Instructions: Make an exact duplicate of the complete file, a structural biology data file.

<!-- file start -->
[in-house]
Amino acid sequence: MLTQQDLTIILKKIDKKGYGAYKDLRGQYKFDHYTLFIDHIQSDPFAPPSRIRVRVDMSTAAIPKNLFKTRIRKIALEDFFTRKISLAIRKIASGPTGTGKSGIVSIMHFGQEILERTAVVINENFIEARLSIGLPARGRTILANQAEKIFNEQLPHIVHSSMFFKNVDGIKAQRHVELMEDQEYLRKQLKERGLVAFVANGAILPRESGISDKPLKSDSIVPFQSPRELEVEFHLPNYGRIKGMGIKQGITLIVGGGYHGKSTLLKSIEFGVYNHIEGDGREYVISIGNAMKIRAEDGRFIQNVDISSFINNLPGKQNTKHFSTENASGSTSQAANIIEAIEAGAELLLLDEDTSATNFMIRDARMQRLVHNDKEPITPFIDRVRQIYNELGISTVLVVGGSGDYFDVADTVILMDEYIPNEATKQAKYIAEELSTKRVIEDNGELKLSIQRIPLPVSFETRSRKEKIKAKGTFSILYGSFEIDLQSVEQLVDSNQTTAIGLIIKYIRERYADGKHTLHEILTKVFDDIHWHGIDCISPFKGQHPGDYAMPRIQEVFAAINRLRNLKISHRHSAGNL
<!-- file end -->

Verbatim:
[in-house]
Amino acid sequence: MLTQQDLTIILKKIDKKGYGAYKDLRGQYKFDHYTLFIDHIQSDPFAPPSRIRVRVDMSTAAIPKNLFKTRIRKIALEDFFTRKISLAIRKIASGPTGTGKSGIVSIMHFGQEILERTAVVINENFIEARLSIGLPARGRTILANQAEKIFNEQLPHIVHSSMFFKNVDGIKAQRHVELMEDQEYLRKQLKERGLVAFVANGAILPRESGISDKPLKSDSIVPFQSPRELEVEFHLPNYGRIKGMGIKQGITLIVGGGYHGKSTLLKSIEFGVYNHIEGDGREYVISIGNAMKIRAEDGRFIQNVDISSFINNLPGKQNTKHFSTENASGSTSQAANIIEAIEAGAELLLLDEDTSATNFMIRDARMQRLVHNDKEPITPFIDRVRQIYNELGISTVLVVGGSGDYFDVADTVILMDEYIPNEATKQAKYIAEELSTKRVIEDNGELKLSIQRIPLPVSFETRSRKEKIKAKGTFSILYGSFEIDLQSVEQLVDSNQTTAIGLIIKYIRERYADGKHTLHEILTKVFDDIHWHGIDCISPFKGQHPGDYAMPRIQEVFAAINRLRNLKISHRHSAGNL